We need to understand the tools, ratios and techniques used by investment analysts - 'City' ratios as well as established accountants' ratios. These performance measures are focused on measuring the performance of a company in relation to other listed or quoted companies. That is, how does it perform in relation to the market?
The following terms and ratios are the principal ones used when considering stock market performance.
There are three shares values commonly quoted: nominal (par) value, book (asset) value and market value.
1 Nominal (par) value. The nominal value is largely a notional low figure arbitrarily placed on a company's stock. It serves to determine the number for 'issued share capital' or 'issued common stock'.
2 Book value. This value is arrived at by dividing the number of issued shares into the shareholders' or stockholders' funds or equity.
3 Market value. This is the price quoted in a stock exchange for a public company or an estimated price for a non-quoted company. On the stock exchange the figure changes daily in response to actual or anticipated results and overall sentiment of the market.
Earnings per share (EPS)
'Earnings per share' is one of the most widely quoted performance measures when there is a discussion of a company's performance or share value. The profit used in the calculation is the profit available to shareholders after all other claimants have been satisfied. The most common prior charges in the P&L account are interest and tax.
The profit is divided by the number of issued shares to calculate the value of EPS. This figure tells us what profit has been earned by the shareholder for every share held. There is GAAP: specific accounting standards which further define profit and number of shares as it may be possible to manipulate these figures.
One important piece of additional information is that the 'fully diluted' EPS should be shown. Fully diluted means that if all options on shares, to directors, employees or those holders of loans which can be converted into ordinary shares were taken up, then obviously the number of shares in existence would increase and the EPS figure would fall. A much lower fully diluted EPS figure indicates many options in existence or a high level of convertible loans.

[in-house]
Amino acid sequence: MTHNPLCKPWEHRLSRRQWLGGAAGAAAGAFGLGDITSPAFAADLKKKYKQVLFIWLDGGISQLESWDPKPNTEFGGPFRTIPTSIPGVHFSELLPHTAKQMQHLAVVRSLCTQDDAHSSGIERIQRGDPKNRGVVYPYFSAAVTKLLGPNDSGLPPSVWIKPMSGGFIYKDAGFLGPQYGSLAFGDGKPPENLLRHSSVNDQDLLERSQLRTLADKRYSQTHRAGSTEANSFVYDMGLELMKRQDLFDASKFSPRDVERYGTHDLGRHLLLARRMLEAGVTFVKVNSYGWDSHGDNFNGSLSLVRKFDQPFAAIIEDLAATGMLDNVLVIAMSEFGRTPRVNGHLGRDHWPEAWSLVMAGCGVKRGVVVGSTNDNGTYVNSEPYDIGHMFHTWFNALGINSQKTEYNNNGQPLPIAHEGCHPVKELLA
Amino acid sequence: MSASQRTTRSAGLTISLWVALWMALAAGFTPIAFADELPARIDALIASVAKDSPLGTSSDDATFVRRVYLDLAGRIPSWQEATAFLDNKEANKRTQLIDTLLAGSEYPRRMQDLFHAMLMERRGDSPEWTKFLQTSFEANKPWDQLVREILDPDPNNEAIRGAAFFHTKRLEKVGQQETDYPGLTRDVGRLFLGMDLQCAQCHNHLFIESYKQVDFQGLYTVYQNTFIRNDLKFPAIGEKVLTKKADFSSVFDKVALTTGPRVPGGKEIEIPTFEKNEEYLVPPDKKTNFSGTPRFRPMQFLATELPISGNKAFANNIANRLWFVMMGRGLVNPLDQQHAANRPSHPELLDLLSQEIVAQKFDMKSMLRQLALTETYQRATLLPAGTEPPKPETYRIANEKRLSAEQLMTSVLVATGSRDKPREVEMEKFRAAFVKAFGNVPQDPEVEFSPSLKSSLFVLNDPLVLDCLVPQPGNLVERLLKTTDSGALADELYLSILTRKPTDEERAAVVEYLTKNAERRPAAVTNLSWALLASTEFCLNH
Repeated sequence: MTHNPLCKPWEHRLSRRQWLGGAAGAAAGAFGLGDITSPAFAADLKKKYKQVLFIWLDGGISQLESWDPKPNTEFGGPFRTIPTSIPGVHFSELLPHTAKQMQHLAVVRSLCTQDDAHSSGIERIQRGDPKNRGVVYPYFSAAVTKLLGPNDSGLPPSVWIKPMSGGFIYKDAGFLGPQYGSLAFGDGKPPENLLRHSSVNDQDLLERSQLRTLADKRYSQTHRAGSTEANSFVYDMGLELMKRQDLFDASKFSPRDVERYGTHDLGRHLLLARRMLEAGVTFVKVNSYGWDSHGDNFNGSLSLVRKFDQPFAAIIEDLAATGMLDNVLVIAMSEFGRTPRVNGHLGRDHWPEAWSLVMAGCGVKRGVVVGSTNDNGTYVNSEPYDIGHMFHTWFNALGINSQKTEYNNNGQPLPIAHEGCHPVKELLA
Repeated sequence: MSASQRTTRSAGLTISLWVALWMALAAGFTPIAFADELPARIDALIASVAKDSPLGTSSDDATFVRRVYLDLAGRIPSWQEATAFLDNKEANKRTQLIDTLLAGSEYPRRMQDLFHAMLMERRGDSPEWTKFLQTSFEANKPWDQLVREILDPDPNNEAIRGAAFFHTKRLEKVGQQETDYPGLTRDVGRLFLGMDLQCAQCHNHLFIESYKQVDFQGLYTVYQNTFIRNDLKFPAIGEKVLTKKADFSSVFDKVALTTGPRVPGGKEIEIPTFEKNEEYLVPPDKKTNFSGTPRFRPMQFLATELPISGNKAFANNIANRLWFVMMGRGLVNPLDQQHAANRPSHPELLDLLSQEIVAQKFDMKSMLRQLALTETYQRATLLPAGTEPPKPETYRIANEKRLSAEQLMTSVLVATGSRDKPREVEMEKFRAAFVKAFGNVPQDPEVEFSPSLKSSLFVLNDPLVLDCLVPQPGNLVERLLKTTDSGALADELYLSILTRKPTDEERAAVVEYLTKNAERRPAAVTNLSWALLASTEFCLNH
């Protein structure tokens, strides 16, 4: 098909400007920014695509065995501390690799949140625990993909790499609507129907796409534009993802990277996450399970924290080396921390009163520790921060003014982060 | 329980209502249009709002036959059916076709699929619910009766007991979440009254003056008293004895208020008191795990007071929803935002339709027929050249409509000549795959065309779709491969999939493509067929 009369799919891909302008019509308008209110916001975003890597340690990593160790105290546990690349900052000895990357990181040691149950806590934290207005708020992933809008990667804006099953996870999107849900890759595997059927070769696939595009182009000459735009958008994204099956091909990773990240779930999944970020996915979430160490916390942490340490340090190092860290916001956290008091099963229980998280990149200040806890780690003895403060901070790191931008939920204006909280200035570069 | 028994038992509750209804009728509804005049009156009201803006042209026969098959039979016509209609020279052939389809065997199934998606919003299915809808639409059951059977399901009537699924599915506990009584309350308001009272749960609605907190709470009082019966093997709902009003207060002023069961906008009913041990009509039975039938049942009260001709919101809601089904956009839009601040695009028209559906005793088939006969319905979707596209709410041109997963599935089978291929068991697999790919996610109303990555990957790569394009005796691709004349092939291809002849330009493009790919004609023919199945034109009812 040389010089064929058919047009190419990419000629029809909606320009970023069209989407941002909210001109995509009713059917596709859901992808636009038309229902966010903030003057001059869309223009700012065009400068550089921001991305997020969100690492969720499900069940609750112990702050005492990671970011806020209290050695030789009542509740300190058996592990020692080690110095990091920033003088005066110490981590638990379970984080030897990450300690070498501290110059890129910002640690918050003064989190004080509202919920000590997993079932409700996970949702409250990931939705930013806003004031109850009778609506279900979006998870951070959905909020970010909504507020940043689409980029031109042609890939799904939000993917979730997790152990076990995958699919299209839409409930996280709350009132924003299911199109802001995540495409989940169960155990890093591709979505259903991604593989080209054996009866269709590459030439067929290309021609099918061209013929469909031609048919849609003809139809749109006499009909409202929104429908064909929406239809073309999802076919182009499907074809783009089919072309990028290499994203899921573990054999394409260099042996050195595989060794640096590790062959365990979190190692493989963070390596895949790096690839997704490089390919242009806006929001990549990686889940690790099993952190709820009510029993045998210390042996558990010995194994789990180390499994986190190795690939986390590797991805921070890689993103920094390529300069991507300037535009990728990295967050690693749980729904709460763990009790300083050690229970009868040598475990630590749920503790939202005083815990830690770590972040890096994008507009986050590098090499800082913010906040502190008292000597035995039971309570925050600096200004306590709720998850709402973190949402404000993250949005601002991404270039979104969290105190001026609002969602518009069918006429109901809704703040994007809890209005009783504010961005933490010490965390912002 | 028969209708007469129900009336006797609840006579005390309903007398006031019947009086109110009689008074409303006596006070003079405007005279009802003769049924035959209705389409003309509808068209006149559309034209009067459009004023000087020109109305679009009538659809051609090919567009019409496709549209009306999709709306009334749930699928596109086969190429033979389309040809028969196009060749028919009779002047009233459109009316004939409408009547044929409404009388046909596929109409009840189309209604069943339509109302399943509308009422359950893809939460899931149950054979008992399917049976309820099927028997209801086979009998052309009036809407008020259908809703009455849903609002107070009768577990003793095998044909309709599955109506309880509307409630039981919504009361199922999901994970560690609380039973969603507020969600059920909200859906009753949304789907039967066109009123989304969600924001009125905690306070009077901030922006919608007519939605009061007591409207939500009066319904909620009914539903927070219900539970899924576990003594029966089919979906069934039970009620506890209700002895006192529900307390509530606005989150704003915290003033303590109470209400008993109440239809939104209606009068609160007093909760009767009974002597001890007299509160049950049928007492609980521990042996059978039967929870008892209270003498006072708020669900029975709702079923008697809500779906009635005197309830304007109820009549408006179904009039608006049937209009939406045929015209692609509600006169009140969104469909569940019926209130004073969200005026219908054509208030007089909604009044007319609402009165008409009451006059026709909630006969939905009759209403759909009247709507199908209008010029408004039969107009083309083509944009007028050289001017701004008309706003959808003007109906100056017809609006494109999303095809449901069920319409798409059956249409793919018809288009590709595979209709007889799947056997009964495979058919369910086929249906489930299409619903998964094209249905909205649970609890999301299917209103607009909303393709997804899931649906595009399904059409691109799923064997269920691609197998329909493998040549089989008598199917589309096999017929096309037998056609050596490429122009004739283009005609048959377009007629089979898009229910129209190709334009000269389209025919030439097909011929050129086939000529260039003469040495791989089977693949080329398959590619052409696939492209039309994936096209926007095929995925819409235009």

Below is an extract from IMI accounts explaining their calculation of EPS.
IMI pic EPS
Basic EPS increased 14.9 per cent to 72.6p (2011: 63.2p) and diluted EPS was 71.6p (2011: 62.1 p). The Board considers that a more meaningful indication of the underlying performance of the Group is provided by earnings before charging/(crediting) exceptional items after-tax. Details of this calculation are given in note 8 to the Group financial statements. On this basis the adjusted EPS from continuing operations was 84.3p, an increase of 3 per cent over last year's 81.5p. The revision to I AS 19 'Employee Benefits' will apply to the Group from 1 January 2013. The principal effect on the Group of the revisions to this standard is to change the basis for the calculation of the return on assets reported as financial income in the Group's income statement, whereby the amount reported in the income statement is reduced and the amount reported in other comprehensive income is increased by an equivalent amount. Had this change been effective for the year ended 31 December 2012, we estimate that the net finance income reported of £11.0m would have been a net finance charge of £7.8m, which after tax, would have resulted in a 4.6p reduction in basic and adjusted earnings per share. The equivalent finance charge is estimated at£8m for 2013.
It may be that humans simply take in headline figures, of which EPS is one. I have always thought that there is an over-emphasis on this measure; an intelligent investor will look into results in much more depth. But we are but human and thus, as with IMI, companies have to spell out what the underlying operational figures are, making allowance for one-offs or accounting changes.